Vet frees chained horse not knowing he’s about to get the ‘thank you’ of a life time

We all dream of a better world, but is there really a chance for things to change for the better without us finally starting to treat animals the way they deserve? I strongly believe that achieving any form of excellency of living depends on what we do for those who can’t speak for themselves. However, stories of people who go above and beyond for the well-being of all the creatures we share this planet with give me hope that humanity is still alive. Wild horses are meant to be exactly what their name stands for, wild and free. However, there are often cases where these animals are chained so they cannot escape.

A member of the charity Four Paws named Ovidiu Rosu came upon a shackled horse in Romania and realized he needed to act quickly to free the lovely animal. This man, who also happened to be a vet, released the chains and was showered with the sweetest thanks ever. The horse, not knowing what to expect, was noticeably anxious as Rosu approached it. Rosu managed to calm the animal down before he reached the chains, and then he was able to set it free. The horse’s legs bore signs of its agony in the form of markings. After being set free, the wild horse patted Rosu’s nose as a token of appreciation for his kind deed. The poignant moment was recorded. Sadly, chaining wild horses is a common practice in Romania as people believe it would prevent them from roaming freely in the protected Letea Forest.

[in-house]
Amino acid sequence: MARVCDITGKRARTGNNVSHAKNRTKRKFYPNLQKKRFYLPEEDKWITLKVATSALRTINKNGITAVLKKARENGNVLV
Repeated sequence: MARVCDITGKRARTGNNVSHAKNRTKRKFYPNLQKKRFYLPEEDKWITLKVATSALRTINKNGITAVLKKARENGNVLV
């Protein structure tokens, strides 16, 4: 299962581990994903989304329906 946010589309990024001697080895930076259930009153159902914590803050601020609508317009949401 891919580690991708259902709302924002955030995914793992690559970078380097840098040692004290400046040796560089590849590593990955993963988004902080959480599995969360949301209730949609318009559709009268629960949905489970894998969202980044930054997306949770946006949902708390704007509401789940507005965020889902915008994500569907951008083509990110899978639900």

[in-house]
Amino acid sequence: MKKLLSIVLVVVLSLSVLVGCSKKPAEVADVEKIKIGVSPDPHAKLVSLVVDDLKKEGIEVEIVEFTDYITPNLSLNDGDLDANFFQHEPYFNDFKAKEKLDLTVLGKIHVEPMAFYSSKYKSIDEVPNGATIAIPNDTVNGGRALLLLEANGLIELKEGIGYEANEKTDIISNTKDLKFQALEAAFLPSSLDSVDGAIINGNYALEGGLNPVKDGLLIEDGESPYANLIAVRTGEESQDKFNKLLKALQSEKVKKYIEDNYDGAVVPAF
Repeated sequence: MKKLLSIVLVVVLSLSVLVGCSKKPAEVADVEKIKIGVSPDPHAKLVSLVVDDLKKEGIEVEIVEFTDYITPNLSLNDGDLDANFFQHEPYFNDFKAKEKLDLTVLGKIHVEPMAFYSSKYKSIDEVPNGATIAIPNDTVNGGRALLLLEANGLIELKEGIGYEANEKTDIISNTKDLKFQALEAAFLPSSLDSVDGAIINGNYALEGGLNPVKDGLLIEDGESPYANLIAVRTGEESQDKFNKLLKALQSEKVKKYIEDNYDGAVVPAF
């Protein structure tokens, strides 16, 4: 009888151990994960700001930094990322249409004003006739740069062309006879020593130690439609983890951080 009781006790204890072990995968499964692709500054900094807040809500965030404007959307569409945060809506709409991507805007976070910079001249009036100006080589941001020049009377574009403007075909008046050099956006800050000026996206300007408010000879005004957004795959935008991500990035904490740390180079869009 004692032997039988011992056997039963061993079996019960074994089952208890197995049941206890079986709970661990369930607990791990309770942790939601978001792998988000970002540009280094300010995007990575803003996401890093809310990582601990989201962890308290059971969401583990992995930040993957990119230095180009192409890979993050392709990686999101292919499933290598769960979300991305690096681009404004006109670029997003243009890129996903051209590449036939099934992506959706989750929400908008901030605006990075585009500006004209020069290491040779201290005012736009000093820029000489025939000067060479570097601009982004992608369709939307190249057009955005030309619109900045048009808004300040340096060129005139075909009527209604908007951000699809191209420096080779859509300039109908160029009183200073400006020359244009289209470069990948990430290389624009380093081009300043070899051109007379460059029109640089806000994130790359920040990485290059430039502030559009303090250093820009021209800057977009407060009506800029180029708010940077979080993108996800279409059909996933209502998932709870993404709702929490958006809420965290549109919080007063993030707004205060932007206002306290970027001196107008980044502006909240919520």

When these horses were left behind by the Tatars some 300 years ago, their number grew bigger and bigger with each passing year. “These horses were first brought to Romania around 300 to 400 years ago by the Tatars. The Tatars left many horses behind, and they started roaming freely through the area. Many horses were also set free in 1989, after the agricultural cooperatives in the area broke apart. This led to a huge population boom—by 2010, there were as many as 1,500 horses living in the Danube Delta.”

YouTube/ Four Paws

In order for this cruel practice of chaining horses to stop, the members of the Four Paws organization offered to carry out a program to give contraceptives to mares to help control the numbers. This helped lower the number of horses, but locals still insist on chaining them, a practice animal advocates tend to put a stop to.

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